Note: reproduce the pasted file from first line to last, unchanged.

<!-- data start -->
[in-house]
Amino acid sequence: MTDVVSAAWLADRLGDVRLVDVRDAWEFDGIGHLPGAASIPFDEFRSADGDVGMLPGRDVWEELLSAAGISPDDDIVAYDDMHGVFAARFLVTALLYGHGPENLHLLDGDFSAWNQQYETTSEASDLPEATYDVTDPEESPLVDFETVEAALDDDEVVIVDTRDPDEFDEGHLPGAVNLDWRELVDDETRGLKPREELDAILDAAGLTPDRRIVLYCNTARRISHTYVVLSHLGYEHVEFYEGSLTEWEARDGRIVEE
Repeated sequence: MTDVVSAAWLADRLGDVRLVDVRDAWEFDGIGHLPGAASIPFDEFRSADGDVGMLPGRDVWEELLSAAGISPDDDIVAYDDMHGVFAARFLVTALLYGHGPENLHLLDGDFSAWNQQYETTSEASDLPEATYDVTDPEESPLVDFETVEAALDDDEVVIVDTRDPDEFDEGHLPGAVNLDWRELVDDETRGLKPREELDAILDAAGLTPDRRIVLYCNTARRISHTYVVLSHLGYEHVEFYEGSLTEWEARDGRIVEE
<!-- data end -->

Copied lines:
[in-house]
Amino acid sequence: MTDVVSAAWLADRLGDVRLVDVRDAWEFDGIGHLPGAASIPFDEFRSADGDVGMLPGRDVWEELLSAAGISPDDDIVAYDDMHGVFAARFLVTALLYGHGPENLHLLDGDFSAWNQQYETTSEASDLPEATYDVTDPEESPLVDFETVEAALDDDEVVIVDTRDPDEFDEGHLPGAVNLDWRELVDDETRGLKPREELDAILDAAGLTPDRRIVLYCNTARRISHTYVVLSHLGYEHVEFYEGSLTEWEARDGRIVEE
Repeated sequence: MTDVVSAAWLADRLGDVRLVDVRDAWEFDGIGHLPGAASIPFDEFRSADGDVGMLPGRDVWEELLSAAGISPDDDIVAYDDMHGVFAARFLVTALLYGHGPENLHLLDGDFSAWNQQYETTSEASDLPEATYDVTDPEESPLVDFETVEAALDDDEVVIVDTRDPDEFDEGHLPGAVNLDWRELVDDETRGLKPREELDAILDAAGLTPDRRIVLYCNTARRISHTYVVLSHLGYEHVEFYEGSLTEWEARDGRIVEE